By Mariann Hughes -- email@example.com
With a shy smile, she spoke quickly in Spanish, looking at her benefactors with earnest eyes beneath her dark lashes.
"I think this is a gift from God," the girl's mother translated her daughter's soft words.
From the happy grins on Kay Bennett and Lee Perkins' faces, it was clear they agreed with 17-year-old Daniela Porras.
Daniela, deaf from infancy, was recently given a pair of hearing aids courtesy of Quota International of Winchester -- a chapter of the worldwide Quota International, which is dedicated to helping especially the hearing-impaired and disadvantaged women and children, according to local club's Web site, www.quotaofwinchester.org.
"Thank you very much for the hearing aids and for giving me this opportunity," Daniela told Bennett, the local club's president, and Perkins, its secretary. "And also for the gift," she added, referring to a twirling music box Perkins had given her earlier.
"To remember Quota by," Perkins said as she handed the wrapped box to the girl.
Sitting demurely in Perkins' living room, the petite teen spoke through her mother, Danidza Porras, about her excitement at now being able to hear sounds that most of us take for granted.
"I feel very, very happy," she said, often flashing her bright smile to accentuate her words. "I am so happy."
Despite her new hearing aids, Daniela cannot perceive voices. She can, however, hear high-pitched sounds, such as alarms, whistles or horns. She can read lips, which is how she communicates with her mother, and knows sign language, which she conveniently taught to her younger brother for those times they wish to keep something secret from Porras.
Daniela's first memorable moment with her new hearing aids came while waiting for her mother in the doctor's office.
"At the beginning, I didn't know what it was," she said of the peculiar sound she heard. "Then I found my mom's cell phone in her purse."
The mother and daughter then shared a hearty laugh over the remembrance of how Daniela's younger brother got locked out of their home on a bitterly cold day because Daniela couldn't hear him ringing the doorbell.
But with the new hearing aids, "At least I know someone's there," Daniela said.
Awarding hearing aids to Daniela is a big step for Quota International of Winchester, which marks its 66th anniversary this year. Daniela is the first person to receive a hearing aid from the local club -- and they are more than eager to add recipients.
"Siemen's and Quota International's 'Sound Beginnings Program' are partnering in a pilot program involving 100 hearing aid vouchers until Sept. 30, 2009," Perkins said. "Quota of Winchester has applied and received four of the vouchers. ... If we find a child 17 years or younger who needs a hearing aid prior to Sept. 30, the application will be sent in, understanding that the limit may be already met, or the child may not qualify for the program."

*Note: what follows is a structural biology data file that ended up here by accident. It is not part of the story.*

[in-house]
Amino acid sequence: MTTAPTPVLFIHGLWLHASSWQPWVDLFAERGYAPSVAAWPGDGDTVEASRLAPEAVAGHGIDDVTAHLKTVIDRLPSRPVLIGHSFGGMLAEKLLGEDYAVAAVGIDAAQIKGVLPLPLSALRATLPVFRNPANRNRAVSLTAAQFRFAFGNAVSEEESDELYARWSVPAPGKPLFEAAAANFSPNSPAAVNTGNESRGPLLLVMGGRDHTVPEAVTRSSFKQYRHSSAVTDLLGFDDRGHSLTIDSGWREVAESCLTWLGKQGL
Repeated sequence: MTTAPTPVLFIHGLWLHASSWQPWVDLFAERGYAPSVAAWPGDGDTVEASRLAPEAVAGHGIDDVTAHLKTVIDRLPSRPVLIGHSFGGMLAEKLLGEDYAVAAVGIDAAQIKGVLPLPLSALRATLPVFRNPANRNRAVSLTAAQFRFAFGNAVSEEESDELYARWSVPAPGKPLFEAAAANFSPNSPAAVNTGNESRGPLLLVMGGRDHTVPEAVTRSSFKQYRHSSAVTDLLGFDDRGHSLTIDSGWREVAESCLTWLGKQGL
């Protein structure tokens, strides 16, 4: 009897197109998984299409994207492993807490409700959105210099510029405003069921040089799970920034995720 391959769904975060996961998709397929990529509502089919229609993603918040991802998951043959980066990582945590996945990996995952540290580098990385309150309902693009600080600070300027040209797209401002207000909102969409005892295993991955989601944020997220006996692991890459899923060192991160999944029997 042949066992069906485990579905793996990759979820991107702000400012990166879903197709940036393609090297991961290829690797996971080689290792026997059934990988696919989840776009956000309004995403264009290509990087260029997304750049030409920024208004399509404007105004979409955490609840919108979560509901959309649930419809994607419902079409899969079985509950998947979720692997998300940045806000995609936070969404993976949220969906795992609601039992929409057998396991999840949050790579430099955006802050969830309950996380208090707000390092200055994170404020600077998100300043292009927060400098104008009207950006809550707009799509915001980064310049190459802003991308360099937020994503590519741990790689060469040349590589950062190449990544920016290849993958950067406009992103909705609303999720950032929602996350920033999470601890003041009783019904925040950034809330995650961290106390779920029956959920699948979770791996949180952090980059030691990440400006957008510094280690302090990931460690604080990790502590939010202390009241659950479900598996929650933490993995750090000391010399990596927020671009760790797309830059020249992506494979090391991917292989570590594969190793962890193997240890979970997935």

The local club has found a possible second candidate -- an 8-year-old child -- for the devices. Anyone who is interested in receiving help from Quota, according to Perkins and Bennett, can contact the local club to begin the necessary paperwork.
Earlier this year, one candidate fell through due to Medicaid issues. The disappointed club had been searching for another recipient, when Perkins, who volunteers with the Salvation Army in addition to her duties as Quota's secretary, was chatting at an event with a Salvation Army employee -- Porras.
Porras and her family have been in America for only five years. Originally from Costa Rica, Porras' husband is a pastor with the Salvation Army.
The typical challenges of moving to a new country were even more daunting for Daniela -- not only did she have to learn to understand and read an unfamiliar language, she also had to learn American Sign Language.
When Perkins discovered that Porras' daughter was hearing-impaired, she was quick to inform her of her role in Quota.
"We're very thankful," Porras said of the gift. "I don't know how to express [it]."
Hearing loss hasn't diminished Daniela's zest for life or her big plans for the future. A junior this fall at Millbrook High School, participating in an individualized educational program and working with an interpreter, Daniela is interested in becoming a Spanish or math teacher. Her dream is to attend Gallaudet University -- a school for the hearing-impaired.
"It makes you almost humbled to see someone like her because she's so matter-of-fact and she's overcome this," Bennett said.
More information on the program can be found at www.quota.org under the link "Children's Hearing Aid Program" on the left side of the page.
To Learn More about Quota
*To learn more about Quota International of Winchester, contact:
Kay Bennett, president: 888-3666
Lee Perkins, secretary: 662-7147
Meeting times: First Thursday of every month. Meeting locations vary. Upcoming meeting is at Jordan Springs (www.historicjordansprings.com) on Thursday at 5:30 p.m.
Web site: www.quotaofwinchester.org
Address: 1520 Commerce St., Winchester
* To learn more about Quota International of Shenandoah County, contact:
Diana Scharf, president: 477-2209
Meeting times: Second Tuesday of every month at Denny's in Mt. Jackson at 5:30 p.m.
* To learn more about Quota International on the worldwide scale, visit www.quota.org
How Can I Support Quota?
Quota International of Winchester will hold its annual "Kitchen Kapers Tour," taking participants around five beautiful local kitchens in the Winchester area, this September.
The proceeds from the event will benefit the C-CAP (Congregational Community Action Project) of Winchester.
What: Kitchen Kapers Tour
Where: Various homes in the Winchester area
When: Sept. 20, 12 to 4 p.m.
Cost: $15 in advance, $20 at the door